We have so many stories to tell the eager listener, and wish that we have the opportunity to live our lives as part of society, bearing pride as we all have living in our beloved country we are born into.

CJMY: What are the challenges that you face personally as a transgender woman in Malaysia?

Vivienne: Most people in Malaysia do not realize there are many trans persons like me who are born with a hard-wired brain sex that is in contradiction with the genital sex, and the resulting intense distress caused by this incongruence is real and painful.

And because the brain sex defines gender, my experiences as a woman, the feel, smell, touch, sense, and even emotional needs are very much part of me, even though I am born in a different sex.

The blackout of information in Malaysia, in regards to the medical consensus and social sciences on gender and sex worldwide, causes a person like me being branded in the wrong gender based on a sex organ that does not belong, making my already difficult life of not being able to get proper medical care and surgery which is badly needed for a person in with my medical condition, harder to go through, as I am typically misgendered, rejected and also invalidated in many social circles.

From young I have to go through my school days being heavily bullied to the point of suicide.

As an adult, some ot the bullying, like in the form of verbal abuse, continues.

I cannot get an insurance policy, and sometimes I face discrimination due to my gender not matching my documentations from identification card to passport.

Opportunities come few and far between in terms of career for most of us, even though many, like me, qualify for most jobs. Very often, I am treated differently than cisgender people, even among friends I know well.

CJMY: What do you think is needed to improve the current discriminatory laws and perception of Lesbians, Gays, Bisexuals and Transgender (LGBT) community in Malaysia?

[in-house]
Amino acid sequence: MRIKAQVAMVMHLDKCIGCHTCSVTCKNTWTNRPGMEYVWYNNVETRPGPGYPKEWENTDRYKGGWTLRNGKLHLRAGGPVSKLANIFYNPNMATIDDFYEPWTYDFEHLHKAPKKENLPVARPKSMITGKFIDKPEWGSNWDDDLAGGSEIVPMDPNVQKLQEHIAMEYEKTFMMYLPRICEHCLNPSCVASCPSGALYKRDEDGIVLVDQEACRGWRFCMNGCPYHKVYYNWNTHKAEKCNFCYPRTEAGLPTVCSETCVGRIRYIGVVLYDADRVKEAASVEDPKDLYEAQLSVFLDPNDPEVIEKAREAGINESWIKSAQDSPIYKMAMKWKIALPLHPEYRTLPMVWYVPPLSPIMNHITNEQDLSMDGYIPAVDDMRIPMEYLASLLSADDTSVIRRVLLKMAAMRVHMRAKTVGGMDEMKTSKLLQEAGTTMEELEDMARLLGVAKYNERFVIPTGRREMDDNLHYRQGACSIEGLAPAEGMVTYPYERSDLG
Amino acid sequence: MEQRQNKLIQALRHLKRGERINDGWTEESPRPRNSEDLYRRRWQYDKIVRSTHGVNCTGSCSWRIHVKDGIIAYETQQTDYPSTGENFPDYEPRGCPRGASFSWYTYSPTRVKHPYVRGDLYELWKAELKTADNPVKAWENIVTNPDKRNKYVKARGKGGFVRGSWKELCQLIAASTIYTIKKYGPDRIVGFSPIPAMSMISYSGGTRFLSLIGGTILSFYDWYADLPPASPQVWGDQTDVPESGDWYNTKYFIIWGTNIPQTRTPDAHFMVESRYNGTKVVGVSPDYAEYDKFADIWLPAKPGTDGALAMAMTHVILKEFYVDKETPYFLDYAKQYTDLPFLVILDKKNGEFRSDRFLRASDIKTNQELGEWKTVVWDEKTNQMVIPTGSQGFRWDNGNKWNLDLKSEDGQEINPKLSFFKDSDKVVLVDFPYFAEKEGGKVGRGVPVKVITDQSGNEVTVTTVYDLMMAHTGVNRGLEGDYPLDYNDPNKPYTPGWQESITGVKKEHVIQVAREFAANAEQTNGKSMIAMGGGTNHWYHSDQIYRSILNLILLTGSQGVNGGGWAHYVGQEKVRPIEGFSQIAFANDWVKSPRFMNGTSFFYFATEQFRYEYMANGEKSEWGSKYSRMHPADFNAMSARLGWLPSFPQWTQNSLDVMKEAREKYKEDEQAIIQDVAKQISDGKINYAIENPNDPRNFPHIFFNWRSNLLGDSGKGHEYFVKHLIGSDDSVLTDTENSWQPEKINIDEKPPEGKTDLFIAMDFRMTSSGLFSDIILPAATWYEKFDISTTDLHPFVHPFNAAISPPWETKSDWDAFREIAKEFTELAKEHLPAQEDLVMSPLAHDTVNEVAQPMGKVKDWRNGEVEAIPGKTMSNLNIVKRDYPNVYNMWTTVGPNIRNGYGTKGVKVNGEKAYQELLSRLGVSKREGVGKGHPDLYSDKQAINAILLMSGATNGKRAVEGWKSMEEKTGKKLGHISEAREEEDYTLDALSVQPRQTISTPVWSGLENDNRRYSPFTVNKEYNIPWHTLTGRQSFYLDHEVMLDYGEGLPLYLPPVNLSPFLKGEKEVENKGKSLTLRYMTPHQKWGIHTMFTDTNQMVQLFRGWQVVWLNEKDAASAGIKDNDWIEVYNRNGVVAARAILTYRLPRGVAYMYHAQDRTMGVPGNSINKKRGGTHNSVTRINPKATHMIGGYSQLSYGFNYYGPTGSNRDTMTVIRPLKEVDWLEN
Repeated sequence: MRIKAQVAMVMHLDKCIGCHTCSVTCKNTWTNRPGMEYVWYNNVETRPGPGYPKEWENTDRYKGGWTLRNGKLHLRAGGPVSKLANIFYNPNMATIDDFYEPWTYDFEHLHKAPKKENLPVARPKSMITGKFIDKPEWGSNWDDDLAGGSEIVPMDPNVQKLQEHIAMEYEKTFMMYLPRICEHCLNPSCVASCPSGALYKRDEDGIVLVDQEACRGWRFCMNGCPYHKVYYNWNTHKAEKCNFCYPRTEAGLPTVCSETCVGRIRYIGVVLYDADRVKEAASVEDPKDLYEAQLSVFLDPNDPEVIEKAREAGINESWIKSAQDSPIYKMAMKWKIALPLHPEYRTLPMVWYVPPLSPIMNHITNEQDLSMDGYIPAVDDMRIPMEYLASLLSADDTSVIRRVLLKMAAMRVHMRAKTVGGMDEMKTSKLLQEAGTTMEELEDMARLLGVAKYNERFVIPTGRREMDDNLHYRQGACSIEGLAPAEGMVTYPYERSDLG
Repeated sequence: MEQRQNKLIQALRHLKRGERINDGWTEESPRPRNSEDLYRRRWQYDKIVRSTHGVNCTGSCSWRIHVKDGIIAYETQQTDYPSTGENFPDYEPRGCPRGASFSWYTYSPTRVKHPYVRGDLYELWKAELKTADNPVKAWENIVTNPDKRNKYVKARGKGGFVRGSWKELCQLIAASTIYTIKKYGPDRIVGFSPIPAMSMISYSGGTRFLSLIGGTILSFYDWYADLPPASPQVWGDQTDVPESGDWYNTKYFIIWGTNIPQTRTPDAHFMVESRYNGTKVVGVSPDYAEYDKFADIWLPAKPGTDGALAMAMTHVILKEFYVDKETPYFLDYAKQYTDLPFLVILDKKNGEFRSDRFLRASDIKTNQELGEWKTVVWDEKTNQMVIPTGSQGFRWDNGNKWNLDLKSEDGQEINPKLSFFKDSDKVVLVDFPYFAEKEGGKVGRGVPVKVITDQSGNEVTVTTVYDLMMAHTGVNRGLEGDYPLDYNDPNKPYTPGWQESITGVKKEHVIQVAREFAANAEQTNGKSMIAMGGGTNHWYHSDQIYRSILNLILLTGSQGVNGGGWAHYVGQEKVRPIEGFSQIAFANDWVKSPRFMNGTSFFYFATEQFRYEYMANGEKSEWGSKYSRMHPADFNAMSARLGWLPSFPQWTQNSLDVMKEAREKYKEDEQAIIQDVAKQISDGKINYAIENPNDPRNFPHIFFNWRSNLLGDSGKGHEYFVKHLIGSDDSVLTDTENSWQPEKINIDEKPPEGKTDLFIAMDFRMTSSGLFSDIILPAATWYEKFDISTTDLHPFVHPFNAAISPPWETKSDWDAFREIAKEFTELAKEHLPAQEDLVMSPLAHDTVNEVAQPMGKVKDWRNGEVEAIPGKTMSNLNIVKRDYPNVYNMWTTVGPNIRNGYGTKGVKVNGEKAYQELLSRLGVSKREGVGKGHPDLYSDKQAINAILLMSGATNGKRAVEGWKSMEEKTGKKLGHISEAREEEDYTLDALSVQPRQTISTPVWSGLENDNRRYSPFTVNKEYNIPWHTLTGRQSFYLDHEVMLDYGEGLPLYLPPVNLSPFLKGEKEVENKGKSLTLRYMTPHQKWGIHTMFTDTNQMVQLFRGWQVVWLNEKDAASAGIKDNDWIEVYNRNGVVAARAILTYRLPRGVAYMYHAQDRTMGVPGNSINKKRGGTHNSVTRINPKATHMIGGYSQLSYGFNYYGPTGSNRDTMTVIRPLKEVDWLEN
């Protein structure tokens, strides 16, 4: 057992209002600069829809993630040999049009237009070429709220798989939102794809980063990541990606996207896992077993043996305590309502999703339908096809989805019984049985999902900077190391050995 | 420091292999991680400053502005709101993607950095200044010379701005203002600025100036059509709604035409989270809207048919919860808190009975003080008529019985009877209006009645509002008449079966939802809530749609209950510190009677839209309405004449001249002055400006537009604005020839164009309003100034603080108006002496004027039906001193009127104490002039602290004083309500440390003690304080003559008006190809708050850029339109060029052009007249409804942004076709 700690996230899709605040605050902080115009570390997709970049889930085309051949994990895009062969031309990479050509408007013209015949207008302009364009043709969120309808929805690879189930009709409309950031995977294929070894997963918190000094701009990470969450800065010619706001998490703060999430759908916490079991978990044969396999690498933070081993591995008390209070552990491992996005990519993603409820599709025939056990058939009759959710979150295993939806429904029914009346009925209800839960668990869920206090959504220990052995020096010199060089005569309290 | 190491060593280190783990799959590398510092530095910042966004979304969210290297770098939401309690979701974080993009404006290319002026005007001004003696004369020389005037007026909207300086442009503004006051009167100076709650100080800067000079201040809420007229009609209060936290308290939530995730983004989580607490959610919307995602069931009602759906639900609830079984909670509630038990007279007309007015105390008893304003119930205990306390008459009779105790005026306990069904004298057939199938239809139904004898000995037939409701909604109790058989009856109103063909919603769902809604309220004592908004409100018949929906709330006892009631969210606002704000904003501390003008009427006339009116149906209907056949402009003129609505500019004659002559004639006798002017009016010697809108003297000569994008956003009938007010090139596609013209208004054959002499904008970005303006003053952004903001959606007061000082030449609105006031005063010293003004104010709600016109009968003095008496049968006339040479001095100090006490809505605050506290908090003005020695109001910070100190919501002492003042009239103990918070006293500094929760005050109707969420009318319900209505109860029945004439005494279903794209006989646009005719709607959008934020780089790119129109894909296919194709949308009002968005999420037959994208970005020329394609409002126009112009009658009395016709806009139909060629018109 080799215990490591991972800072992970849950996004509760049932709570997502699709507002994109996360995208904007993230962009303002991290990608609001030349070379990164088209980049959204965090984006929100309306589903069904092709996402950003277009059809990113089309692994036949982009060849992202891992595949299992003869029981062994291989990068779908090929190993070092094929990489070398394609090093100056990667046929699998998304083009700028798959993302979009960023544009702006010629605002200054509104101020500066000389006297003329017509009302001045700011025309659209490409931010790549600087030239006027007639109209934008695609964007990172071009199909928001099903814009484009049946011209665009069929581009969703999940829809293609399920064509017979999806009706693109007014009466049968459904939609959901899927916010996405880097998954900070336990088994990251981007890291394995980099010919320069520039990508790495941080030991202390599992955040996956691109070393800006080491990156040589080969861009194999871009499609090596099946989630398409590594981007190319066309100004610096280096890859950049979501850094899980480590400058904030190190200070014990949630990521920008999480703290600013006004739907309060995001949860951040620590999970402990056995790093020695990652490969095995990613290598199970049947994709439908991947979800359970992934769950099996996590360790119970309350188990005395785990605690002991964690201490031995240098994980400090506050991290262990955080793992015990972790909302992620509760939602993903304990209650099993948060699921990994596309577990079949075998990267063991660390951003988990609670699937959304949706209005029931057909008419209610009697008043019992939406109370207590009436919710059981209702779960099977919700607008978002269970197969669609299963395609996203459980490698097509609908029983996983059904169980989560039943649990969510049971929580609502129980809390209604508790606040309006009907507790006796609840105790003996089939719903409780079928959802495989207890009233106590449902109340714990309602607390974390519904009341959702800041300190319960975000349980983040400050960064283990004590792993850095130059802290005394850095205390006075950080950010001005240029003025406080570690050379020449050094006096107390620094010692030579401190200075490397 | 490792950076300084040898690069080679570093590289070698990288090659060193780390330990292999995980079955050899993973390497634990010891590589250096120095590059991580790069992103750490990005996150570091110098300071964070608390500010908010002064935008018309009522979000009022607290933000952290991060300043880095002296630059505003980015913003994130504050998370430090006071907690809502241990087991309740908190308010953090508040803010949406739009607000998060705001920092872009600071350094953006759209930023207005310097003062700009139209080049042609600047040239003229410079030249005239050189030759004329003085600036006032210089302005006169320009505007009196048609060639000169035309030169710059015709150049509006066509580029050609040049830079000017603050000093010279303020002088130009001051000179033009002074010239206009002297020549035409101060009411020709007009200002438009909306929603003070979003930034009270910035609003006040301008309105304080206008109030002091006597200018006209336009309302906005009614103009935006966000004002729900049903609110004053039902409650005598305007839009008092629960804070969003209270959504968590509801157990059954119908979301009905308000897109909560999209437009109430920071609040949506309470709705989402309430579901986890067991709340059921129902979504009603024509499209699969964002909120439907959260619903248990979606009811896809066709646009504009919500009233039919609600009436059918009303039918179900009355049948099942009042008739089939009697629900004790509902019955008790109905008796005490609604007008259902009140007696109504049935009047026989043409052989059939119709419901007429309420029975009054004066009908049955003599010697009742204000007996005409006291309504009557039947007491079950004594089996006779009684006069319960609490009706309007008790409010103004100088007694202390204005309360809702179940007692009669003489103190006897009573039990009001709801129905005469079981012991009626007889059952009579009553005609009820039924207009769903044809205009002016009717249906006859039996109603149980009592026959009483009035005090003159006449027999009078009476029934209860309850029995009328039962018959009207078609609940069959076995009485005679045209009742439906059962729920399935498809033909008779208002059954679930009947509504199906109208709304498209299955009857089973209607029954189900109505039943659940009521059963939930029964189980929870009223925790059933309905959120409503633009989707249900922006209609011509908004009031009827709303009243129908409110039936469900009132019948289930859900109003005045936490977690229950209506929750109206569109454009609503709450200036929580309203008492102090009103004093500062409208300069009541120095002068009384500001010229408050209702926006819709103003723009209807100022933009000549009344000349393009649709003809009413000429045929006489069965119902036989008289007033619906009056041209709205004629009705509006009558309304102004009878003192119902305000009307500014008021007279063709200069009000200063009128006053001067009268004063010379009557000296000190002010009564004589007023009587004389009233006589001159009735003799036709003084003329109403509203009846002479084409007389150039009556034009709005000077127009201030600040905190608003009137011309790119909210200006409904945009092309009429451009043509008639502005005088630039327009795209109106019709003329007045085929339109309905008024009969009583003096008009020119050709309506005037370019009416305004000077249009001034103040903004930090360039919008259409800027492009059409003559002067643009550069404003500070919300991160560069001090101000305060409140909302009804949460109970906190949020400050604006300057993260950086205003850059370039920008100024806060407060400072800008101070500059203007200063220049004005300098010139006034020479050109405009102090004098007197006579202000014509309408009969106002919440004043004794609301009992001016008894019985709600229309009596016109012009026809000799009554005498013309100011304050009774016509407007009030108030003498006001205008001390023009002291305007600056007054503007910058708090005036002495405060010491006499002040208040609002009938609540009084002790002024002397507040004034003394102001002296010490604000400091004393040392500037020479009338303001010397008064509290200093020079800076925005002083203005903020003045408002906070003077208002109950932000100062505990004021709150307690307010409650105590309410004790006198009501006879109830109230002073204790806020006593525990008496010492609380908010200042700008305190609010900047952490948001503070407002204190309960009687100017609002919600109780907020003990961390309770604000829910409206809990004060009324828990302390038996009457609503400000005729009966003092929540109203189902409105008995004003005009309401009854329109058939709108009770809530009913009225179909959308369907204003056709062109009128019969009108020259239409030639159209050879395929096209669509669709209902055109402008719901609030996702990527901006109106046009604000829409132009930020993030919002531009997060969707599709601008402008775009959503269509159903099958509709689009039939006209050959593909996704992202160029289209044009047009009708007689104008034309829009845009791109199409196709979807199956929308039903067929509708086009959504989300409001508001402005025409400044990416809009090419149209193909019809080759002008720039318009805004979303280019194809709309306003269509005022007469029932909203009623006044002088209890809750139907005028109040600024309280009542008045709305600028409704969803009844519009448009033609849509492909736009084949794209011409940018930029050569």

Vivienne: We need to redefine what LGBTs really are; sexual minorites and gender minorities.

Most of the suburban and rural folks have been climatized into thinking LGBT as a group of people that indulges in sexual immorality, even though it is not true.

So when some LGBT groups tried to be vocal on their basic rights, the message gets exploited by some and translated these groups as to be immoral.

Information and awareness are also very important, as it is severely lacking when it comes to topics dealing with sexual and gender minorities.

There is too much misunderstanding about what gender identity and sexual orientation really is, and the message is lost in translation among the groups within.

We need to communicate outwards to the general public and engage with our fellow Malaysians.

Laws in the end are used to protect other people and ourselves from harm, and to change the laws to achieve justice and equality for all Malaysians, sexual and gender minorities need to be more positively visible and contribute to the betterment of our country to dispel the myths that have long been seeded by indifference.

Sexual and gender minorities need to take part in and relate more to society, and show them that our everyday lives, hopes and dreams are just the same, and society will then be able to realize that through the smokescreen of prejudice, and our lifestyles are no different than anybody else in Malaysia.

The public needs to have the opportunity to see and and understand people like us, then they will know that every person, regardless of their sexuality or gender, has the capability of doing the extraordinary good.

More information on Transgender Day of Remembrance.

More information on Good Samaritan Kuala Lumpur.